Our study finds that significant variation in both what directors ask for and how shareholders vote exists across companies and points to a divergence in the role that the J-SOP rule plays in compensation related decisions. We find that directors of larger companies with higher levels of foreign shareholdings ask their shareholders to approve generally higher levels of compensation with a greater component of incentive pay. Directors at smaller companies with less foreign shareholdings on the other hand are more likely to ask for lower levels of compensation with a larger component of stable base pay and a deferred component in the form of a retirement bonus. These generally reflect two different views on the function of director pay – the former seeking to tie it more closely to performance and the interests of shareholders, while the latter is less focused on immediate performance and more on ensuring long-term loyalty and stability, consistent with norms associated with more traditional institutions of Japanese corporate governance such as the lifetime employment system. While all of the J-SOP proposals examined in the study were approved, there was significant variation in levels of support associated with factors such as the type of compensation request being voted on, the size of the company and the proportion of foreign shareholders, who in general were much more likely than their domestic counterparts to vote against director pay requests.

This leads us to the conclusion that the simple explanation – that shareholder use of the J-SOP rule controls director compensation in Japan – remains too simple since the context in which it is used varies widely across companies. We do, however, argue that the changing corporate governance landscape in Japan has created a space for the J-SOP rule to have relevance, particularly in companies where owing to these changes the norms governing pay decisions are contested and the traditional informal mechanisms for dealing with them are inadequate. Any model for explaining executive compensation in Japan is thus incomplete without an understanding of the role played by the J-SOP rule.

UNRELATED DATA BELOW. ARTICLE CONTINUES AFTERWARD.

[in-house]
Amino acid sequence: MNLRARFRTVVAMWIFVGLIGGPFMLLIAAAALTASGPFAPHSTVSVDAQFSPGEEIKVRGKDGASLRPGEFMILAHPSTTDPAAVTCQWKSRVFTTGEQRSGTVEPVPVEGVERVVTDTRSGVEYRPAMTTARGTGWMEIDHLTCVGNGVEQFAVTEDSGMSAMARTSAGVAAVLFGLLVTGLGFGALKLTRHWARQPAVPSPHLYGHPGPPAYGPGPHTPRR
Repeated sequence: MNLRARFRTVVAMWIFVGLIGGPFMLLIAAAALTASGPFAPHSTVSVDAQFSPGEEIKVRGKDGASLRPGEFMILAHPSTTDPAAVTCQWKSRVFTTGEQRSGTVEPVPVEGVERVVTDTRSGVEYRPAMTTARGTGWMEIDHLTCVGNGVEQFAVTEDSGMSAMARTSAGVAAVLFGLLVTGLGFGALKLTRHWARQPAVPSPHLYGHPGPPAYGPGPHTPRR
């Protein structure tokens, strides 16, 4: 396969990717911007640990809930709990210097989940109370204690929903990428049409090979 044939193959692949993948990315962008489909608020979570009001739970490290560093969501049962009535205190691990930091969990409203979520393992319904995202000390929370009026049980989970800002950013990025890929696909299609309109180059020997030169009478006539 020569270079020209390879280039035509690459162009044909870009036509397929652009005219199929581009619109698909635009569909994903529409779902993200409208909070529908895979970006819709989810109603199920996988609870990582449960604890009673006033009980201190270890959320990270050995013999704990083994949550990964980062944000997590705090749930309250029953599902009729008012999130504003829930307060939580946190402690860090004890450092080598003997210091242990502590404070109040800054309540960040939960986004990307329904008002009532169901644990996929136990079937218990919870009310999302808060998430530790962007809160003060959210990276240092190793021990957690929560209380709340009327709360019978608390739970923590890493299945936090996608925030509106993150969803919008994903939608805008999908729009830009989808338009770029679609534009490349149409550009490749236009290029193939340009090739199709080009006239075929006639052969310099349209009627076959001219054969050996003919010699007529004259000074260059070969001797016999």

This article proceeds as follows. In Part II, we review the previous literature on executive compensation in Japan. Part III provides an overview of the regulation of executive compensation under the Companies Act, its J-SOP provisions and the types of resolutions that these provisions require in practice. Part IV then presents the quantitative data gathered in this study. Part V discusses the results of the analysis and what it suggests about the role of the J-SOP rule. Conclusions follow.


The question of how executive pay is set in Japan has been examined by a number of studies that link it to broader questions of who monitors decision making by executives. This literature can generally be divided into two categories. The first consists of studies focusing on compensation in the 1990s when the ‘traditional’ institutions of Japanese corporate governance – lifetime employment, the main bank system and cross shareholdings – were dominant.Footnote 23 The second have looked at compensation in a corporate governance environment in which these traditional institutions have been weakened in the aftermath of Japan’s lost decade and reforms that have at times explicitly sought to move away from them.Footnote 24 All of these studies, as with this one, have been constrained by the limited disclosure requirements placed on companies with respect to individual compensation of executives. Thus, these studies relied on income tax dataFootnote 25 or aggregate data on overall board compensation.Footnote 26 The more recent studies conducted since 2010Footnote 27 have been able to make use of an additional data source provided by the requirement for companies to disclose individual compensation paid to executives earning in excess of 100 million yen per year, though few earn more than this,Footnote 28 and our knowledge of the amount actually paid to most directors remains limited.

Theories about which factors determine executive compensation at Japanese companies have generally evolved in tandem with changes in monitoring structures in corporate governance. In the 1990s, two related theories were put forward. The first posited that director compensation levels were closely linked with those of regular employees. Using aggregate director compensation data from 1995 and 1996, KuboFootnote 29 found a significant correlation between director and employee wages in large Japanese companies and concluded ‘…directors and employees have (the) same incentive structure, ie many directors consider themselves as a ‘promoted’ employee rather than as agents of the shareholders.’Footnote 30 This correlation fit well with the idea that employees formed the primary control group within Japanese corporate governance and the lifetime employment system that reinforced this by closely tying the interests of employees with the company.Footnote 31